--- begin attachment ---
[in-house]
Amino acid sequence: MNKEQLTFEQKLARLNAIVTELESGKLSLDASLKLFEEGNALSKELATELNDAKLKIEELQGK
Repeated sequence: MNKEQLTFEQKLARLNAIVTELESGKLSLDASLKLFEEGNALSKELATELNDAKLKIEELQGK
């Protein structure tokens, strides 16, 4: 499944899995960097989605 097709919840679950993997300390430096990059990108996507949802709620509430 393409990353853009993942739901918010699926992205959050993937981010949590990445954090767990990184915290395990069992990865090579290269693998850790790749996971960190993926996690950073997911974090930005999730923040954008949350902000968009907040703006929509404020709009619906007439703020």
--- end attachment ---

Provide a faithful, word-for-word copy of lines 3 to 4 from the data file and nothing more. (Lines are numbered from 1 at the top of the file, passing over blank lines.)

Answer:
Repeated sequence: MNKEQLTFEQKLARLNAIVTELESGKLSLDASLKLFEEGNALSKELATELNDAKLKIEELQGK
């Protein structure tokens, strides 16, 4: 499944899995960097989605 097709919840679950993997300390430096990059990108996507949802709620509430 393409990353853009993942739901918010699926992205959050993937981010949590990445954090767990990184915290395990069992990865090579290269693998850790790749996971960190993926996690950073997911974090930005999730923040954008949350902000968009907040703006929509404020709009619906007439703020």